"At that moment, Reasons decided it was best to get out of there immediately, as there was concern for everyone's safety. We quickly departed, pleased with what we had accomplished but disappointed by what had occurred."
"It was a first-time experience for our group and there wasn't any way we could anticipate what the reaction would be, or how truly desperate people can be for things we take for granted," says Eisenhart. "We were facing a mob scene and it broke my heart that we had to close down while we still had more to give."
It was not forgotten that the trip was also a four-day business meeting, says Johnson. "We had fun with tours and ziplines and such, but ultimately I think all participants would say it improved their ability to do their jobs through professional and personal development." Business discussions focused on travel management best practices, vendor relations, forms of payment and reconciliation solutions, corporate programs, and other industry topics.
Dual missions accomplished. "This trip not only helped the people of Nicaragua, but changed our lives as well. I found a new purpose for my life," says Bob Lawrence, a member of DWFBTA and director of sales for AirPlus International.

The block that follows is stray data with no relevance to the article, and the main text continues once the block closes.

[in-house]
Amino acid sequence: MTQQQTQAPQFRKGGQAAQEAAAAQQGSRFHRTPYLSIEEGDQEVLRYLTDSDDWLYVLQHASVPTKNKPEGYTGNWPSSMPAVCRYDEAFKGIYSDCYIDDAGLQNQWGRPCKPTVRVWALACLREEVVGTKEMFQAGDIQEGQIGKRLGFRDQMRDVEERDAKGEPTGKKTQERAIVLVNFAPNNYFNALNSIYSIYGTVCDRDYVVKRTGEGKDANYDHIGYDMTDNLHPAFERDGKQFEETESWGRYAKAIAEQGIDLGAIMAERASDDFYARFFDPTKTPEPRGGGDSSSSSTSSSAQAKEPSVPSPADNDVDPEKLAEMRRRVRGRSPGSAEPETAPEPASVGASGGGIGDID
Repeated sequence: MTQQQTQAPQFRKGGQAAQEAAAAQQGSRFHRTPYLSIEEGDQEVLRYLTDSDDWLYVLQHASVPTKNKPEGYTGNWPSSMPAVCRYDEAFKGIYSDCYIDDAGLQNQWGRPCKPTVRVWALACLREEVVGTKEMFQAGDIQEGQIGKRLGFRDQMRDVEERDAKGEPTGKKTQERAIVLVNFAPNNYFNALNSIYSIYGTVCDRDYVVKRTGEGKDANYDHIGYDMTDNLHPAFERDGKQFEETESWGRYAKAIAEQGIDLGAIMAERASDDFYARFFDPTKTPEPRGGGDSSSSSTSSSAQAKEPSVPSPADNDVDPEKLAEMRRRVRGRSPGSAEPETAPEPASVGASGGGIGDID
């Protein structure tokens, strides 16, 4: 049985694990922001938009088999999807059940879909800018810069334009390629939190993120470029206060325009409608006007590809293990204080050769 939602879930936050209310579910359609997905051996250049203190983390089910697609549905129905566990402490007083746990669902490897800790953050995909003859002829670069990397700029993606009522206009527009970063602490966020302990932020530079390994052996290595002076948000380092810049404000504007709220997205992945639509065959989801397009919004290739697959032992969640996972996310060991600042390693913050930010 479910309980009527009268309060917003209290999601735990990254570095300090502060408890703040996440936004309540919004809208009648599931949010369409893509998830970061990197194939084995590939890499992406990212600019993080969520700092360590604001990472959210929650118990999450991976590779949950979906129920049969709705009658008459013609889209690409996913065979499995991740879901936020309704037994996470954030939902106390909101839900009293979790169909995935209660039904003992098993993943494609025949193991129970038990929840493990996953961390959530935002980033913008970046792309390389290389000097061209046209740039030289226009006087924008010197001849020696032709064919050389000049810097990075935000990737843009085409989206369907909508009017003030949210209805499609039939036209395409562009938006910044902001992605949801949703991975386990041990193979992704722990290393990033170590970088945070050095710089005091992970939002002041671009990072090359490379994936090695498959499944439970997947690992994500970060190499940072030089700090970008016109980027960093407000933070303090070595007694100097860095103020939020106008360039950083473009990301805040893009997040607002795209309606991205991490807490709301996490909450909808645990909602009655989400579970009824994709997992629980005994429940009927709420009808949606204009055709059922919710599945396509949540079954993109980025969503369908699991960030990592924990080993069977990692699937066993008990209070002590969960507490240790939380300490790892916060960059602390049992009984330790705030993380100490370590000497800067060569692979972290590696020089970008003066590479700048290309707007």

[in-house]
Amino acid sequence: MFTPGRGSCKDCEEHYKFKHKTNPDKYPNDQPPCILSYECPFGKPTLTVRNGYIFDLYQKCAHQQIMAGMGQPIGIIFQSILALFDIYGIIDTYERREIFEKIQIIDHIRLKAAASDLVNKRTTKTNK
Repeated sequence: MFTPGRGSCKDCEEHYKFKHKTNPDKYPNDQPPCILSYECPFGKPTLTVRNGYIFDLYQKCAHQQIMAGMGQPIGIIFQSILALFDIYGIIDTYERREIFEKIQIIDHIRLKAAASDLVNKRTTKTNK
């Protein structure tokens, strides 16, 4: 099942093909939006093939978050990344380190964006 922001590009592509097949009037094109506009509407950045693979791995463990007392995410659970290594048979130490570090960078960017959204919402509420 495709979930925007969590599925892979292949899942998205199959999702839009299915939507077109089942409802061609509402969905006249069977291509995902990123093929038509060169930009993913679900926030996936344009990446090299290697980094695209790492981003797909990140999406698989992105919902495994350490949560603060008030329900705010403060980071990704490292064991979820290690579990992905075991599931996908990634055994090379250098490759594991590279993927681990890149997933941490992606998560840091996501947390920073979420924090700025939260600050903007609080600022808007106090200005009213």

Last year's participants are enthused about a new mission. "From the moment we arrived in Managua I knew this was no ordinary trip. What brought us together and built lasting bonds was helping those significantly less fortunate than ourselves," says Marling. "Think about it: I took a trip where I did back-breaking work — hauling around 50 kg sacks of rice, beans and sugar. I was swarmed by malaria-infected mosquitoes, standing for hours in temperatures with humidity equivalent to Houston in the summer but without the benefit of air conditioning. Yet I am not complaining. In fact, just the opposite!"
"I cannot explain in words what I saw and experienced while I was there and I was amazed by what we were able to accomplish in such a short time," says Christy Watkins, travel coordinator for AIM Headquarters. "Words or even pictures can't do it justice — it was a life-changing experience and I would do it again in a heartbeat."
"I was a bit shell-shocked our first day there and it took quite a while to mentally process what I saw, heard and felt," admits Robby Yeager, corporate manager of government and industry affairs for FedEx. "The trip was humbling and profound; the experience was moving and I believe everyone agreed that we will be forever changed by it. One of my New Year's resolutions was to be more grateful for what I have, and the trip to Nicaragua really brought that point home. You can't prepare yourself for something like that, as the need and poverty can't be explained — you need to see it. The take-away for me is that it is possible to change a huge number of lives at one time. I would be honored to be invited back."